Enlightened and Enriched

From The City Journal:

Lamp Was the Enlightenment a Good Thing? At first blush, the question sounds almost sacrilegious. The eighteenth-century Enlightenment, after all, taught us to be democratic and to believe in human rights, tolerance, freedom of expression, and many other values that are still revered, if not always practiced, in modern societies. On the other hand, historians question whether the Enlightenment actually led to brotherhood and equality (it did not, of course), and even freedom, its third objective, was achieved only partially and late. Some have even suggested that its ideas of human “improvement” may have had unintended bad consequences such as twentieth-century totalitarianism, racism, and colonialism.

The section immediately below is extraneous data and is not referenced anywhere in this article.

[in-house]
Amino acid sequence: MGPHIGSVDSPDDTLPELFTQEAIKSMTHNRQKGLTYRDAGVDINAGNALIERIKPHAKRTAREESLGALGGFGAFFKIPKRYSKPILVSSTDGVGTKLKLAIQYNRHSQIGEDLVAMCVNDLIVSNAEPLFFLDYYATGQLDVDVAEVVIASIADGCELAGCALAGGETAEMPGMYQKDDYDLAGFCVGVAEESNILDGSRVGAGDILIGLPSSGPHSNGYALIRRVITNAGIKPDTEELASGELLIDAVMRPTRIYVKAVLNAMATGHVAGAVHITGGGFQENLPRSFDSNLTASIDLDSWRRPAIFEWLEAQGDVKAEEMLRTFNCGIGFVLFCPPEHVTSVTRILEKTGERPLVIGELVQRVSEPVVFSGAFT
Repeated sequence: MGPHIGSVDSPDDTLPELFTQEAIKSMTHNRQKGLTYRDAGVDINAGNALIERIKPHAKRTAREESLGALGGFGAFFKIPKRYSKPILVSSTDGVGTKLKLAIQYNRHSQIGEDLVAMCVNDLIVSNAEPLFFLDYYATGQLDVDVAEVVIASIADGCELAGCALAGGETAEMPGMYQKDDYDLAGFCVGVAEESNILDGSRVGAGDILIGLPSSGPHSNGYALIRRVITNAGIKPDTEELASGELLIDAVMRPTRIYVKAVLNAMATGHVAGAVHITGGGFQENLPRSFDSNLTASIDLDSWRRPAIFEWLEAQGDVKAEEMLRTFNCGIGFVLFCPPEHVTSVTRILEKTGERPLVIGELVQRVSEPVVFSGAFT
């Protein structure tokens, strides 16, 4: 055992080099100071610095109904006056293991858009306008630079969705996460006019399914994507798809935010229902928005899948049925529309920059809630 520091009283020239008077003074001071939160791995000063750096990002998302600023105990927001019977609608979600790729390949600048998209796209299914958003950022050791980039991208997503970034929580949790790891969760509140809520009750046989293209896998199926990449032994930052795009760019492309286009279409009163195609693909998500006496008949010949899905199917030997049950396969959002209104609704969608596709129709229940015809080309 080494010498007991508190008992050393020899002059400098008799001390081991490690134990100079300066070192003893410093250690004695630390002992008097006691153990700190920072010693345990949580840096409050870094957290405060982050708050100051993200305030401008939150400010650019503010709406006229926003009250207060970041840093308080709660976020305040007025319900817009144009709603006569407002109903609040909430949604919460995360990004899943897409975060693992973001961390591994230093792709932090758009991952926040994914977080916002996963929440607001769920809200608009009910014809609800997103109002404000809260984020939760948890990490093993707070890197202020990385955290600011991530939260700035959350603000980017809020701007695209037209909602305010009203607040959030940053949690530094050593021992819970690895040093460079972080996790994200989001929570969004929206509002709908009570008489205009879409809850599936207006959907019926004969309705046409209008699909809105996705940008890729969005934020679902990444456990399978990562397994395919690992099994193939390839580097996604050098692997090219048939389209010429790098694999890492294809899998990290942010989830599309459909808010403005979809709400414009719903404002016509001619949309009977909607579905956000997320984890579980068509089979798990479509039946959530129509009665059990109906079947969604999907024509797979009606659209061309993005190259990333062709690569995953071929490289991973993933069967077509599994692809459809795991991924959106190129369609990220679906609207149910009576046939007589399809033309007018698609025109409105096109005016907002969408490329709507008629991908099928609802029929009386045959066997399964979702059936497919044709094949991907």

Yet the debate has obscured the most hardy and irreversible effect of the Enlightenment: it made us rich. It is by now a cliché to note how much better twenty-first-century people live than even the kings of three centuries back. In thousands of large and small things, material life today is immeasurably better than ever before. Are we happier? Who knows? Are we more enlightened? Possibly. But are we healthier and more comfortable? Of course we are. And without sounding too cocky about how progressive history is, or too triumphalist about Western culture as the crowning achievement of human development (a view that a majority of historians label “whiggish”), I would like to suggest that what generated all this prosperity was the growth of certain ideas in the century after the British Glorious Revolution of 1688.

Picture: Paris’s first gas lamp, at the Place du Carrousel (1818).

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